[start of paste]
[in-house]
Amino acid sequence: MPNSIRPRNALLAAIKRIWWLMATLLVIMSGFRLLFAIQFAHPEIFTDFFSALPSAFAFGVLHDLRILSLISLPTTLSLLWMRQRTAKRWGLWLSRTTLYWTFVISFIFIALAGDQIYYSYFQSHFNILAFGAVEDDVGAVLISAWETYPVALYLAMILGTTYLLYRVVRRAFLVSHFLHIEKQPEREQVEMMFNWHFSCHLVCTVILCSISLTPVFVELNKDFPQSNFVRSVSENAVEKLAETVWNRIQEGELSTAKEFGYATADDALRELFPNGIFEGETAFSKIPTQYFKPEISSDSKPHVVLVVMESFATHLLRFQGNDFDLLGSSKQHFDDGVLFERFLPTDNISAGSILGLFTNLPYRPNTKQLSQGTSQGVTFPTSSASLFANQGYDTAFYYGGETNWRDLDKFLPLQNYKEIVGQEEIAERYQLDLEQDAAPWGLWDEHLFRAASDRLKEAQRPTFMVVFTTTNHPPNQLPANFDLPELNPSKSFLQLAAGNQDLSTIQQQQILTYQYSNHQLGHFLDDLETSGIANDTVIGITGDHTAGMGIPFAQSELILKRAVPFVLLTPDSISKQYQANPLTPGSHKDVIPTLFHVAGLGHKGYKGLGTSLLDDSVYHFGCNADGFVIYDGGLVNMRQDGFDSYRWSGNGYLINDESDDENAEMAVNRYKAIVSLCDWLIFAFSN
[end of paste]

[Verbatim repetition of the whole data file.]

[in-house]
Amino acid sequence: MPNSIRPRNALLAAIKRIWWLMATLLVIMSGFRLLFAIQFAHPEIFTDFFSALPSAFAFGVLHDLRILSLISLPTTLSLLWMRQRTAKRWGLWLSRTTLYWTFVISFIFIALAGDQIYYSYFQSHFNILAFGAVEDDVGAVLISAWETYPVALYLAMILGTTYLLYRVVRRAFLVSHFLHIEKQPEREQVEMMFNWHFSCHLVCTVILCSISLTPVFVELNKDFPQSNFVRSVSENAVEKLAETVWNRIQEGELSTAKEFGYATADDALRELFPNGIFEGETAFSKIPTQYFKPEISSDSKPHVVLVVMESFATHLLRFQGNDFDLLGSSKQHFDDGVLFERFLPTDNISAGSILGLFTNLPYRPNTKQLSQGTSQGVTFPTSSASLFANQGYDTAFYYGGETNWRDLDKFLPLQNYKEIVGQEEIAERYQLDLEQDAAPWGLWDEHLFRAASDRLKEAQRPTFMVVFTTTNHPPNQLPANFDLPELNPSKSFLQLAAGNQDLSTIQQQQILTYQYSNHQLGHFLDDLETSGIANDTVIGITGDHTAGMGIPFAQSELILKRAVPFVLLTPDSISKQYQANPLTPGSHKDVIPTLFHVAGLGHKGYKGLGTSLLDDSVYHFGCNADGFVIYDGGLVNMRQDGFDSYRWSGNGYLINDESDDENAEMAVNRYKAIVSLCDWLIFAFSN